How to treat and prevent ingrown toe nails



Keep up on your toes

By Patti Pietschmann

Summer's almost over but don't flipflop about your toes.
Keep them looking pretty all year long. Whether you live in area like Southern California, Florida or Hawaii where sandals are worn year around, or in cities that require booting up, you still should keep your lower digits looking good for well  hot night boudoir activities, at the spa in the sauna or steam and for tropical winter vacations. 

If your toes in need of help Dr. Kally Papantonious, who  specializes in dermatology at Advanced Dermatology P.C. and the Center for Laser and Cosmetic Surgery, has some sound advice. 
Dr. Papantonious explains that an ingrown toenail is a nail, typically on the big toe, that grows into the skin instead of over it. But the nagging pain, redness and swelling it causes around your toenail can seem all but simple to deal with when it actually happens - which it does to virtually everybody at some point.
Who gets ingrown toenails? Certain factors make one more likely to develop, including wearing too-tight shoes or cutting toenails too short or not straight across. Some people are predisposed to them, with adults coping with ingrown toenails more often than children and those with curved or thick nail.

"It's believed that about 7 million people in the United States are dealing with an ingrown toenail at any given time, but nail problems in general make up about 10% of all dermatologic conditions," Dr. Papantoniou explains. "Most of the time, an ingrown toenail is just a nuisance. But left undetected or untreated, an ingrown toenail can infect the underlying bone and lead to a serious infection. Ignoring an ingrown toenail ultimately isn't a good idea."

Prevention is best approach
As with most health problems, it's always better to prevent an ingrown toenail from happening than to treat it afterward, Dr. Papantoniou notes. With that in mind, she suggests several tips to stop ingrown toenails from developing:
  • Cut toenails straight across: While it may seem more attractive to taper toenails into pretty curves, resist the urge. "Cutting nails straight across helps create a separation between the skin and the nail."
  • Don't cut toenails too short: Toenails that are cut evenly with the top of the toes are the best length to keep ingrown toenails at bay. "Cutting them too short can drive nails downward into the skin when you're wearing shoes."
  • Don't wear tight shoes: Even if they're cute, don't succumb to the urge to wear shoes that pinch your toes or place too much pressure on the tops of your toes. "Also, getting a professional shoe fitting is an especially good idea for those with nerve damage from diabetes or other conditions that make it difficult to feel their feet."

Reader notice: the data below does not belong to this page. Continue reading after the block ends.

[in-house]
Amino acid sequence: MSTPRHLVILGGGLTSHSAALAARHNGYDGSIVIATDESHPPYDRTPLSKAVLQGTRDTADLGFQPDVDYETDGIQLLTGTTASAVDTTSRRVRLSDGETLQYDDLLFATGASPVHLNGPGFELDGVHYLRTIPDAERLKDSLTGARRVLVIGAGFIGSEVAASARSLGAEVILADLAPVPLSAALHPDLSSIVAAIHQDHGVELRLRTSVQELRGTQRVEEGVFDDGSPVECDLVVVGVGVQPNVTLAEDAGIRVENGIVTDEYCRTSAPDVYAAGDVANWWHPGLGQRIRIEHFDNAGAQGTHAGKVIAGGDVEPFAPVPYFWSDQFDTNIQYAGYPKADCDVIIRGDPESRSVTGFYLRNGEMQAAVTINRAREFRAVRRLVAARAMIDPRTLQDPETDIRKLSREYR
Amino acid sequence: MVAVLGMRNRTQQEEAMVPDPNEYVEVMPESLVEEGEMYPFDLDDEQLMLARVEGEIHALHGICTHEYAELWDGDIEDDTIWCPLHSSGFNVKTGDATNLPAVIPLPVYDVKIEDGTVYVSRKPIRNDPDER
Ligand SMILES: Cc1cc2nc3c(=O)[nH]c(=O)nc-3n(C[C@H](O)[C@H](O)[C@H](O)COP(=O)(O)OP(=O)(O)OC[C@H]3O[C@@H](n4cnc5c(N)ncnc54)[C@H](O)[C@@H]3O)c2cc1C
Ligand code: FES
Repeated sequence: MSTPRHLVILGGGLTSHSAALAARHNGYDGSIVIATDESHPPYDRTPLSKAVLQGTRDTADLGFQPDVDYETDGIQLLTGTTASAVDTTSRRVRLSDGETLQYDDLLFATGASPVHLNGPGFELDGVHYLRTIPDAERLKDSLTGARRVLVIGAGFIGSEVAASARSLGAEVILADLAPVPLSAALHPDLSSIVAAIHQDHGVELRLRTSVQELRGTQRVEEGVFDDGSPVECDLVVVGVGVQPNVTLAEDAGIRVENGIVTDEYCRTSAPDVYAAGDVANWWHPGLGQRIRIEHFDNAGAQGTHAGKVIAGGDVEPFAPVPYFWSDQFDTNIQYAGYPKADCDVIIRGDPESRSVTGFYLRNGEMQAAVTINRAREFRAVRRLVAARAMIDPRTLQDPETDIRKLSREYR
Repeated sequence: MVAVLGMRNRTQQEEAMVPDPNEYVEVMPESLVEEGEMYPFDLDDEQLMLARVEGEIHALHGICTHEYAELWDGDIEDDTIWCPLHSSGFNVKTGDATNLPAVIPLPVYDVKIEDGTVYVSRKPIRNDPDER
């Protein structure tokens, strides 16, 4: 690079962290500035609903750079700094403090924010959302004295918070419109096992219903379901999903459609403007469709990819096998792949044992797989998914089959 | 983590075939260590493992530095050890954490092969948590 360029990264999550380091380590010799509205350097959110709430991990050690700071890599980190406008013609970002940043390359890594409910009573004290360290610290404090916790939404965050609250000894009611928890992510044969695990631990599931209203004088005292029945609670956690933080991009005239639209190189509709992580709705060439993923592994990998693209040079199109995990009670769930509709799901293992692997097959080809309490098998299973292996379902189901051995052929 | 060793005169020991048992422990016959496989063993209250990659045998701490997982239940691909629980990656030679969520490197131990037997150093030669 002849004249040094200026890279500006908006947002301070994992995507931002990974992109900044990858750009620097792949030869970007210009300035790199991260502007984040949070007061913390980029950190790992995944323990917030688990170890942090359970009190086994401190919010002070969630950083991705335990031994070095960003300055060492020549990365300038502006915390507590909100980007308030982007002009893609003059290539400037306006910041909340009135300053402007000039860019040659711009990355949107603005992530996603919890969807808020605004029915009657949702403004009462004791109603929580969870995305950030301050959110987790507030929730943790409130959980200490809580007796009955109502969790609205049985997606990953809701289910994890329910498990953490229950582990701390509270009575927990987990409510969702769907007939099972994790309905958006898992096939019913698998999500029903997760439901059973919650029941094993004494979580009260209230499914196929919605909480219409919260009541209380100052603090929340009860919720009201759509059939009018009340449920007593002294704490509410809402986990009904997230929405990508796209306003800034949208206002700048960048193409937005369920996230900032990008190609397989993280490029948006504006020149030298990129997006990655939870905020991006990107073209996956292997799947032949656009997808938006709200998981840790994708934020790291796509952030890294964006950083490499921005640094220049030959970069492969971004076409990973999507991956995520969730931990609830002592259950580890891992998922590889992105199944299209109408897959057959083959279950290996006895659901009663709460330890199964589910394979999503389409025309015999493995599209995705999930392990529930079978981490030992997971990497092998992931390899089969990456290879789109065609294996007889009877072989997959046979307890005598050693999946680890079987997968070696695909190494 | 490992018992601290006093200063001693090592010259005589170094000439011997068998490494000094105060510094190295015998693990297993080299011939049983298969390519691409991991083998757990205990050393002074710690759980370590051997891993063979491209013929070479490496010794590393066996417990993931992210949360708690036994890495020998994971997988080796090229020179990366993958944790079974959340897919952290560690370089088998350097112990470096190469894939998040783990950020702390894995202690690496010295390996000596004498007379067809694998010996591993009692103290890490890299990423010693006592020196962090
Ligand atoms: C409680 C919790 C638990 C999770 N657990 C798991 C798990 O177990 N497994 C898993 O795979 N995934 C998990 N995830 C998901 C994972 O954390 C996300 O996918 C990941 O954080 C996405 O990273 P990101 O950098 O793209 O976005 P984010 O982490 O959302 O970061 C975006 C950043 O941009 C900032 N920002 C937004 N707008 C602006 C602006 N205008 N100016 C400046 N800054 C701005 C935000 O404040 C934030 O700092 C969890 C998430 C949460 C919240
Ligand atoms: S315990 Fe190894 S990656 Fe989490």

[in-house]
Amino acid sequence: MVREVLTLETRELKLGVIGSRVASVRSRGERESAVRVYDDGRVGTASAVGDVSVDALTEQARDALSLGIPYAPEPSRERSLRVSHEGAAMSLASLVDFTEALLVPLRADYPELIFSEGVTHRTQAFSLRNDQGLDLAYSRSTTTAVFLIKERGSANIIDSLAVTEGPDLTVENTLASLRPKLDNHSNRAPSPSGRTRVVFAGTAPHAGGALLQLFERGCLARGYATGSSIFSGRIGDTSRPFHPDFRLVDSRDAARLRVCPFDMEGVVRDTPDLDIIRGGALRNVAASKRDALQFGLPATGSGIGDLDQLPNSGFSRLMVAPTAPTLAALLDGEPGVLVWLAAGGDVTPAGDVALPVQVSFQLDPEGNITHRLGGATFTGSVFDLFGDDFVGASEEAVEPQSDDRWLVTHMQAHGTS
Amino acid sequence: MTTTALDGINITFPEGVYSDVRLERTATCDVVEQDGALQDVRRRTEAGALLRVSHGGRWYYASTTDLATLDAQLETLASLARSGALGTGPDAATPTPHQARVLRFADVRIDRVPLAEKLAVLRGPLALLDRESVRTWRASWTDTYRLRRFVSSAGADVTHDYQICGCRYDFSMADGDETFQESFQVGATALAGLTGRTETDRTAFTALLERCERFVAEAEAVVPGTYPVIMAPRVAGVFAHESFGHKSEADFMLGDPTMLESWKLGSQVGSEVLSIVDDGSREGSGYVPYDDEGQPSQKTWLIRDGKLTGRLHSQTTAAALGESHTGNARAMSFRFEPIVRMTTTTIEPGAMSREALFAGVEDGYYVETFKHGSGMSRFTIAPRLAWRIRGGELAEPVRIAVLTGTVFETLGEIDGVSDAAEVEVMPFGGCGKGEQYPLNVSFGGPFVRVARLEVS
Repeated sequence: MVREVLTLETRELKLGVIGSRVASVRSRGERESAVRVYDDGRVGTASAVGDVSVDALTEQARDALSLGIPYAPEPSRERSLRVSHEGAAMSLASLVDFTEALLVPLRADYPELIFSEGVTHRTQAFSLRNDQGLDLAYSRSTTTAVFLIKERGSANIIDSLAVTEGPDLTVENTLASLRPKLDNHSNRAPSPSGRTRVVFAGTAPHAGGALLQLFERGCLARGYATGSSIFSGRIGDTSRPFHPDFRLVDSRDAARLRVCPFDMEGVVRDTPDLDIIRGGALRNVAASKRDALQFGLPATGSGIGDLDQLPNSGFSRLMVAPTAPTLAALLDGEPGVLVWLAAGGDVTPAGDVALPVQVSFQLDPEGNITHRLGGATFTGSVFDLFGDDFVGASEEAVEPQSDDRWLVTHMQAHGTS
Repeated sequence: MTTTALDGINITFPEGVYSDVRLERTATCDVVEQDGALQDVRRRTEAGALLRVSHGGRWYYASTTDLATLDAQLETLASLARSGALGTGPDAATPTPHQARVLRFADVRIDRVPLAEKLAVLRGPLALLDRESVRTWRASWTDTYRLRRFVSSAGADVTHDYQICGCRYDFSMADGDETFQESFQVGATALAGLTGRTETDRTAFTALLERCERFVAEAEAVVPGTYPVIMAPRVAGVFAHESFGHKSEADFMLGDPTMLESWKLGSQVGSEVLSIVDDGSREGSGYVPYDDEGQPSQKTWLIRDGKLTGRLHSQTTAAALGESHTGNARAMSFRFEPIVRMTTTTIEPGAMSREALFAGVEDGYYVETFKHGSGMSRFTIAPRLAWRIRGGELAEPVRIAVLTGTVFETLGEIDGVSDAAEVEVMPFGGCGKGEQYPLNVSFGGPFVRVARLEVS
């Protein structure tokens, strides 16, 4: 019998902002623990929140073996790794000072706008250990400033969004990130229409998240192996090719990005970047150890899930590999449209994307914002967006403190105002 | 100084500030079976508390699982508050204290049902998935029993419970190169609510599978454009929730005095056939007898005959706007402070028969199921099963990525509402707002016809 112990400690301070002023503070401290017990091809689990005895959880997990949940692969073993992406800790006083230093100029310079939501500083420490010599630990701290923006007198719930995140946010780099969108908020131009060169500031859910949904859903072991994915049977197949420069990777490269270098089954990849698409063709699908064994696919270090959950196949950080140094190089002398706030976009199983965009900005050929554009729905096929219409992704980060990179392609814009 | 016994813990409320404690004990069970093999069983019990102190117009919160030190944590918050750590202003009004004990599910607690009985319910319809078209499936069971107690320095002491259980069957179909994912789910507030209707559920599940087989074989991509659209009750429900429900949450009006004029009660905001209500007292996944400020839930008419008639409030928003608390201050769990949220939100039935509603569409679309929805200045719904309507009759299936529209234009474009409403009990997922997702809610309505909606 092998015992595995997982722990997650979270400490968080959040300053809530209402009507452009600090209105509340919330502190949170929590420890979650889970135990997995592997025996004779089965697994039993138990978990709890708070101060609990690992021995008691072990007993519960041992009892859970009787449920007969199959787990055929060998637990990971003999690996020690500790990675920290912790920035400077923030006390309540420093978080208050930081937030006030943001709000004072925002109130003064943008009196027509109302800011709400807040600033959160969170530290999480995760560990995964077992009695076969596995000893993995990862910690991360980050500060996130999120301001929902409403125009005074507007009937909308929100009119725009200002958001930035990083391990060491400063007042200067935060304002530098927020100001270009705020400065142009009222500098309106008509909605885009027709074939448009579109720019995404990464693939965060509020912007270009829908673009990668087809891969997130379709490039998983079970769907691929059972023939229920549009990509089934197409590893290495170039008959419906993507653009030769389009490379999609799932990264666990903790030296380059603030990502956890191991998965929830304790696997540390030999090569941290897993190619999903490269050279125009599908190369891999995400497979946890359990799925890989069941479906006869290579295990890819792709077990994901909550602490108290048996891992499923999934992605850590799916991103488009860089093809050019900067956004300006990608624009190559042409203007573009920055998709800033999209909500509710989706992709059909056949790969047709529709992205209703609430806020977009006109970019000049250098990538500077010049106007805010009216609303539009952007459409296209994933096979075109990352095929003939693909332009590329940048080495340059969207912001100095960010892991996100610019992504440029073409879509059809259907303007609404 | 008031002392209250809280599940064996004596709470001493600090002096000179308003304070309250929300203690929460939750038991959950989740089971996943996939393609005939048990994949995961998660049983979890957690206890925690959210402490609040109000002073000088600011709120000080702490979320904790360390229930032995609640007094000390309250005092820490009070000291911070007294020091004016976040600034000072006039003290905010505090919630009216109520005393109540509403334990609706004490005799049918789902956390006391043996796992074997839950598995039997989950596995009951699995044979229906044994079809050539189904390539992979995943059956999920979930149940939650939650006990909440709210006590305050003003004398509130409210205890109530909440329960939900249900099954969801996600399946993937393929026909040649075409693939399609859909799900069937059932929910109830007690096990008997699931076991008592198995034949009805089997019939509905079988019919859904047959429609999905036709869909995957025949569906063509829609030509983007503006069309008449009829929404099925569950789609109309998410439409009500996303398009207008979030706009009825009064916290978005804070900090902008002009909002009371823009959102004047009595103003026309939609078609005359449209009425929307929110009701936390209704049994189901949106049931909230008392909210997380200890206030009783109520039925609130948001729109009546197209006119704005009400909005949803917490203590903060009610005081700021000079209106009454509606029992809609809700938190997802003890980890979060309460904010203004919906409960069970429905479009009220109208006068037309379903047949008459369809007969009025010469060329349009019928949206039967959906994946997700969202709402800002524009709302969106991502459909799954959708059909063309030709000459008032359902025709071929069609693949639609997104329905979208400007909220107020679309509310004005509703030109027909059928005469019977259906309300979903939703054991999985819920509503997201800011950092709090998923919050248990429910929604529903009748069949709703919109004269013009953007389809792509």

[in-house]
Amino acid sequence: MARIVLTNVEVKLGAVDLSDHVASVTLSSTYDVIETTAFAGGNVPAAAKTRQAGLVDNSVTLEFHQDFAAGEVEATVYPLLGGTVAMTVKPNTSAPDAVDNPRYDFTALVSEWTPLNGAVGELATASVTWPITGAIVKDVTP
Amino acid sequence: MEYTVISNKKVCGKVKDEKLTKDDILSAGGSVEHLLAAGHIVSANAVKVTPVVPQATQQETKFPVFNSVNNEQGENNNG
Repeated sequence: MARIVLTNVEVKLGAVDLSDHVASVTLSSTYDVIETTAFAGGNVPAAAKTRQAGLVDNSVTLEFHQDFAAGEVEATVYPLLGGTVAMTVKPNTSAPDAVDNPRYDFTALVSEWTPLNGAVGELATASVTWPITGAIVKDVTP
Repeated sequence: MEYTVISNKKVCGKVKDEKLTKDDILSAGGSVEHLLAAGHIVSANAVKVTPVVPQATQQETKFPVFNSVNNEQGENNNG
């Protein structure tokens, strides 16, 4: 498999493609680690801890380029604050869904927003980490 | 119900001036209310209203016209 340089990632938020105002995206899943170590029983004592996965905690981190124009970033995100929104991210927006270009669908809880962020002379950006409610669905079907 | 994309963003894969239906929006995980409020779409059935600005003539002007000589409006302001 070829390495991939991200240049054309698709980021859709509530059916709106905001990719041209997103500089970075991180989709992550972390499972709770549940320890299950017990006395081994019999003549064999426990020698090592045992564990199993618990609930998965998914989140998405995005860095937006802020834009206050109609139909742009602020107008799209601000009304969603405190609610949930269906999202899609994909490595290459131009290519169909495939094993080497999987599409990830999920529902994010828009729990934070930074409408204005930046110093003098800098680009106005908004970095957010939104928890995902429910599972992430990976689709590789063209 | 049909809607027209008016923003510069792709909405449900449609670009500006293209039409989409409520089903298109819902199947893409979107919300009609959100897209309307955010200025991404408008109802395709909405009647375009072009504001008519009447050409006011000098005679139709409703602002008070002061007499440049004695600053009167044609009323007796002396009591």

DIY treatments for ingrown toenails
Dr. about toes keep them looking pretty  all year long. Whether you live in area like Southern California, Florida or  Hawaii where sandals are worn year around, or in cities that require booting up, you still need to keep your lower digits looking good for well boudoir activities, at the spa in the sauna or steam and for tropical winter vacations. So if those icky, ingrown toenails rear their ugly heads  you may want to follow a few suggestions bu an MD, Kally ys. These treatments include:
  • Switching shoes: Instead of donning shoes that place pressure on the toes, switch to flat shoes with wide foot beds that let the toes "breathe." In the summer, wear sandals whenever possible to expose the feet to fresh air.
  • Soaking the foot: Twice a day, soak your feet in a solution of lukewarm water and mild soap for 15 to 20 minutes. "This not only feels good, but it helps clear the skin of pus or other signs of irritation, as well as reduces swelling," Dr. Papantoniou explains.
  • Elevating the toenail: After soaking your feet, place bits of gauze, cotton or waxed dental floss under the edge of the ingrown toenail to elevate it and guide it toward growing above the skin.
  • Applying antibiotic cream: A little dab of over-the-counter antibiotic cream on clean toes will help reduce redness. Place a bandage over the area before putting on shoes or socks.
Ingrown toenails rarely  cause infections that require surgery. If home-based measures don't alleviate the pain, swelling and redness around an ingrown toenail, then you should see a doctor according to Dr. Papantoniou.  "Infected ingrown toenails can lead to serious complications, especially for those who suffer from poor blood flow, an impaired immune system or diabetes."
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